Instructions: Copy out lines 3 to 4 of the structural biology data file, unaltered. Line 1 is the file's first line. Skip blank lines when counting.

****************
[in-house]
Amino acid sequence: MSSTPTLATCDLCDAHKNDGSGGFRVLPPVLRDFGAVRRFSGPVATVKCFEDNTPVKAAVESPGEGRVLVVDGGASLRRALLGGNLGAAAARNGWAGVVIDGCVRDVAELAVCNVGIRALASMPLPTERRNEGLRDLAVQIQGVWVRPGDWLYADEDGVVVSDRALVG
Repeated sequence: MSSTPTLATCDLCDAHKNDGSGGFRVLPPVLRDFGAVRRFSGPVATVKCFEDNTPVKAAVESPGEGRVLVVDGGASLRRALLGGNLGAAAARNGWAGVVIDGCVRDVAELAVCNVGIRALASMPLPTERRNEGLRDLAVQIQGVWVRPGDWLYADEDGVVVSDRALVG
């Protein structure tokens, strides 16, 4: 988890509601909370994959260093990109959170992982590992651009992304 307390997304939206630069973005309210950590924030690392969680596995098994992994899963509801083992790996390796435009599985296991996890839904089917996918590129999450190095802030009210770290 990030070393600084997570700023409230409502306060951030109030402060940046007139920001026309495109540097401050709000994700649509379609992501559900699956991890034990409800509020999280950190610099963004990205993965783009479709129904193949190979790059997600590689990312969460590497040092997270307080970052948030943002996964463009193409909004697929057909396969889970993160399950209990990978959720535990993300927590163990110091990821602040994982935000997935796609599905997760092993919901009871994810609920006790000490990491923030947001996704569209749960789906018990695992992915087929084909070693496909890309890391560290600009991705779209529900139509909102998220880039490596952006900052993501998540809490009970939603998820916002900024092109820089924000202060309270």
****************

Repeated sequence: MSSTPTLATCDLCDAHKNDGSGGFRVLPPVLRDFGAVRRFSGPVATVKCFEDNTPVKAAVESPGEGRVLVVDGGASLRRALLGGNLGAAAARNGWAGVVIDGCVRDVAELAVCNVGIRALASMPLPTERRNEGLRDLAVQIQGVWVRPGDWLYADEDGVVVSDRALVG
């Protein structure tokens, strides 16, 4: 988890509601909370994959260093990109959170992982590992651009992304 307390997304939206630069973005309210950590924030690392969680596995098994992994899963509801083992790996390796435009599985296991996890839904089917996918590129999450190095802030009210770290 990030070393600084997570700023409230409502306060951030109030402060940046007139920001026309495109540097401050709000994700649509379609992501559900699956991890034990409800509020999280950190610099963004990205993965783009479709129904193949190979790059997600590689990312969460590497040092997270307080970052948030943002996964463009193409909004697929057909396969889970993160399950209990990978959720535990993300927590163990110091990821602040994982935000997935796609599905997760092993919901009871994810609920006790000490990491923030947001996704569209749960789906018990695992992915087929084909070693496909890309890391560290600009991705779209529900139509909102998220880039490596952006900052993501998540809490009970939603998820916002900024092109820089924000202060309270």